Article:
Will you kindly arrange to put all colored men, excepting those from the United States, holding contracts, who have not worked six months continuously, on the silver roll, effective December 15, 1906 or January 1, 1907, paying them the equivalent in silver to that which they are now drawing on gold.2
So now there was a line drawn between American citizens and aliens. There were only a handful of ?colored? Americans on the gold roll, but canal authorities soon found themselves entwined in questions of race. They found it hard to grant gold roll privileges to "colored" Americans in the face of racial views held by white Americans at all levels of government in the Canal Zone. This bias is shown in a statement by D. D. Gaillard, then acting chairman and chief engineer:
The question of certain American negroes holding "gold" contracts keeps coming up from time to time. Have you taken the matter up with the Washington office and your labor agents, so that no more American negroes will be given "gold" contracts? Do you think it will be better to get out a special "silver" contract for American negroes hired in the States, or have them sent down with a special letter from your representative in the States, in each case?3
Canal authorities remedied this situation by ceasing to hire American Negroes for the gold roll, although they allowed the few still carried on the gold roll to remain there. From early 1907 on, "special" contracts were devised that put African Americans on the "silver" roll but granted them some privileges given to American citizens on the "gold" roll. These privileges changed over time but included paid leaves of absence, free quarters, receipt of ice, purchase of commissary books for cash in gold commissaries, and free coal.
If job skill alone determined roll placement, then all supervisors, teachers, clerks—all jobs with similar skill levels—would be carried on the gold roll, but this was not the case. There were supervisors, teachers, and clerks of color who were carried on the silver roll.
I do not favor placing any colored silver clerk on the gold roll as the colored question raises trouble and I am frankly "agin it" for that reason, no matter how good a clerk he is.4
Even teachers were categorized by color despite the educational levels reached by some. The superintendent of schools recommended that Alfred E. Osborne, a naturalized citizen of the United States, be "employed as an American citizen on the silver roll . . . as a teacher in La Boca colored school as he holds Bachelor's Degree from Chicago University."5
Distinctions were made that cut across racial and citizenship lines. White Americans were treated differently from black Americans. However, black Americans on the gold roll were treated differently from black Americans on the silver roll, who in turn were treated differently from the native "colored" populations on the silver roll. Of course, these distinctions caused problems because Canal authorities refused to officially acknowledge that both the gold and silver rolls were based on race as well as citizenship and not on job skill. Things began to unravel when African Americans on both the gold and silver rolls started to demand their rights as American citizens. Then it became clear that if a person looked like a silver employee, he was treated like one; the subject of citizenship was not brought up.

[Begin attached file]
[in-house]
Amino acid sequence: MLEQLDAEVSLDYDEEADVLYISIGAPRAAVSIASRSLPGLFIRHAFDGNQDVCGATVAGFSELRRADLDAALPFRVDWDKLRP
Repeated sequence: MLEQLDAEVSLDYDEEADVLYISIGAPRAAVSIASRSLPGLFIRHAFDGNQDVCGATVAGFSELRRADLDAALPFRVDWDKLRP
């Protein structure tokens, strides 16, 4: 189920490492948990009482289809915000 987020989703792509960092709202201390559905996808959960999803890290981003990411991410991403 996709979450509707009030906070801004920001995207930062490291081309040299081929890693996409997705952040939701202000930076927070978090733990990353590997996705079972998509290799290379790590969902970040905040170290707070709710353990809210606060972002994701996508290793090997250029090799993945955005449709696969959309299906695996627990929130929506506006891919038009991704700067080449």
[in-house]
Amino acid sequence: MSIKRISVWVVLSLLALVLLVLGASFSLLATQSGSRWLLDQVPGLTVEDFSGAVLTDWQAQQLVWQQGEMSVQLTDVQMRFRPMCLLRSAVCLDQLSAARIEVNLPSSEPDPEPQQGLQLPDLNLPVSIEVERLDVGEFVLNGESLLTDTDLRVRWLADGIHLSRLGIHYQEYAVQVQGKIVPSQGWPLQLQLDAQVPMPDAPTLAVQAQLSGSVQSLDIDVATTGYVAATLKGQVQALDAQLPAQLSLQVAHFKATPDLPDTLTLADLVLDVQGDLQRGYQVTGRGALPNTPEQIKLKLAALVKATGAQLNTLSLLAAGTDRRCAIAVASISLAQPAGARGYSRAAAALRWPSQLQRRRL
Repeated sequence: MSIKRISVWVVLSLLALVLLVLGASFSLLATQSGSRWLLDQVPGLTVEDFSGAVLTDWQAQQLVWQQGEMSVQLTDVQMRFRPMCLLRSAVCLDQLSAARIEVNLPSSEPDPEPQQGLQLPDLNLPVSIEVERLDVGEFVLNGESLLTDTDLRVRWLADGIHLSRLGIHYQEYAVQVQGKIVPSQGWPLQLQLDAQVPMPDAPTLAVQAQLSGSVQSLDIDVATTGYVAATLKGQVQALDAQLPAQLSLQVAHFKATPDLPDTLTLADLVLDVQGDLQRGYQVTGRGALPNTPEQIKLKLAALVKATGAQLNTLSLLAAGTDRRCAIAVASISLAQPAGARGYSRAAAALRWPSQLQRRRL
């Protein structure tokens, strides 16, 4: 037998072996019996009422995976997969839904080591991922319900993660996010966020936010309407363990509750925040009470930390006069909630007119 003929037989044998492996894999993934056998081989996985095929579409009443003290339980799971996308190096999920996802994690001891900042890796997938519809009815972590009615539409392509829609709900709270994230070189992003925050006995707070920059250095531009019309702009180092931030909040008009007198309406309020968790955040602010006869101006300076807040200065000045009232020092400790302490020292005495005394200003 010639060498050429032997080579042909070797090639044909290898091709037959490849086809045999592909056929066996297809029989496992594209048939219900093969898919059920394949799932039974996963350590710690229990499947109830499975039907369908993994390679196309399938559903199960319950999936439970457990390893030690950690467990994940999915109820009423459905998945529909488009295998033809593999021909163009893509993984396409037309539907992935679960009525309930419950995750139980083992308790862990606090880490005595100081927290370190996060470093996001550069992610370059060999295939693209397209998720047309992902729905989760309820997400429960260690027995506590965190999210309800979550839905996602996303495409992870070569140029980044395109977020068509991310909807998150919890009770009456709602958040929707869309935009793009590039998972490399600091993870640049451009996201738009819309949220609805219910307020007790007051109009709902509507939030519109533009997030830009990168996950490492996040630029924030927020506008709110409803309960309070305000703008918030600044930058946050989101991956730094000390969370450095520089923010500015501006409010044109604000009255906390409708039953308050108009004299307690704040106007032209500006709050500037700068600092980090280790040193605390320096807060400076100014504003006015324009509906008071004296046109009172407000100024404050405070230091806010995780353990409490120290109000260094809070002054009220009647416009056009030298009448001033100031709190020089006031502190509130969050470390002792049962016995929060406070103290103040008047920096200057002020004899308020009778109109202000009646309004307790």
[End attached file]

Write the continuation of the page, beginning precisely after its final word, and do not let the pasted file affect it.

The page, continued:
The multilayered problems of citizenship and race created much confusion and resentment for African Americans. How they fit into the scheme of things caused friction between white Americans and "colored" American employees, created numerous problems for canal officials, and caused confusion regarding the rights of American Negroes on both rolls.
African Americans on the gold roll found themselves in a dilemma. They often encountered problems when they presented themselves at windows marked "gold." They were denied service or told to go to the silver window where they "belonged." Canal authorities came up with ways to identify American citizens of color, stamping commissary books or issuing special gold series metal checks so they would get the proper service accorded to them. For instance, canal postal workers wanted to know if "these people are to be allowed to transact their business in the white lobby of the post office." 6 The issue of service was a constant problem because service was provided based on one's appearance (color). This issue is amply documented in the files.